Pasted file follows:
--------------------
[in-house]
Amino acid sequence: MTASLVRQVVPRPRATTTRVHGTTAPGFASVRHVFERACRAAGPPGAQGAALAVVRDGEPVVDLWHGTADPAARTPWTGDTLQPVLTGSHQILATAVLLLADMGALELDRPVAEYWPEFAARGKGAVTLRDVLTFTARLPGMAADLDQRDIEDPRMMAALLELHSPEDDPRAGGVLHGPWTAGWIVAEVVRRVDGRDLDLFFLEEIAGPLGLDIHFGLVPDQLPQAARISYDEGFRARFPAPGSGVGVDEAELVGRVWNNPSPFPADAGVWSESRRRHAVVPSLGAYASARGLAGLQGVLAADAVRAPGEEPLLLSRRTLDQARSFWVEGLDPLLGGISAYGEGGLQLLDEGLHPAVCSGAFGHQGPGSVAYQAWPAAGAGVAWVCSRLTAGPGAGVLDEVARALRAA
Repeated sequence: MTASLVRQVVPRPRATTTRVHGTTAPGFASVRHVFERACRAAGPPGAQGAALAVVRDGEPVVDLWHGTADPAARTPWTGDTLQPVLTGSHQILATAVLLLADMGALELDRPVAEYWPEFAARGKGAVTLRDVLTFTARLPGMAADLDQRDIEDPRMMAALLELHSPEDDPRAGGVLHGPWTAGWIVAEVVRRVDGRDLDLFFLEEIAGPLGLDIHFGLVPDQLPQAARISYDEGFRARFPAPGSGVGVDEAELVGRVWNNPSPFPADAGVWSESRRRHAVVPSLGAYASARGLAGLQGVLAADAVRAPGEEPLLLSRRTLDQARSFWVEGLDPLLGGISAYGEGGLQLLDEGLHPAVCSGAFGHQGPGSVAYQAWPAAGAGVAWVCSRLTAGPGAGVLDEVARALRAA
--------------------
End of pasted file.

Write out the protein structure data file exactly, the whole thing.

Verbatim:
[in-house]
Amino acid sequence: MTASLVRQVVPRPRATTTRVHGTTAPGFASVRHVFERACRAAGPPGAQGAALAVVRDGEPVVDLWHGTADPAARTPWTGDTLQPVLTGSHQILATAVLLLADMGALELDRPVAEYWPEFAARGKGAVTLRDVLTFTARLPGMAADLDQRDIEDPRMMAALLELHSPEDDPRAGGVLHGPWTAGWIVAEVVRRVDGRDLDLFFLEEIAGPLGLDIHFGLVPDQLPQAARISYDEGFRARFPAPGSGVGVDEAELVGRVWNNPSPFPADAGVWSESRRRHAVVPSLGAYASARGLAGLQGVLAADAVRAPGEEPLLLSRRTLDQARSFWVEGLDPLLGGISAYGEGGLQLLDEGLHPAVCSGAFGHQGPGSVAYQAWPAAGAGVAWVCSRLTAGPGAGVLDEVARALRAA
Repeated sequence: MTASLVRQVVPRPRATTTRVHGTTAPGFASVRHVFERACRAAGPPGAQGAALAVVRDGEPVVDLWHGTADPAARTPWTGDTLQPVLTGSHQILATAVLLLADMGALELDRPVAEYWPEFAARGKGAVTLRDVLTFTARLPGMAADLDQRDIEDPRMMAALLELHSPEDDPRAGGVLHGPWTAGWIVAEVVRRVDGRDLDLFFLEEIAGPLGLDIHFGLVPDQLPQAARISYDEGFRARFPAPGSGVGVDEAELVGRVWNNPSPFPADAGVWSESRRRHAVVPSLGAYASARGLAGLQGVLAADAVRAPGEEPLLLSRRTLDQARSFWVEGLDPLLGGISAYGEGGLQLLDEGLHPAVCSGAFGHQGPGSVAYQAWPAAGAGVAWVCSRLTAGPGAGVLDEVARALRAA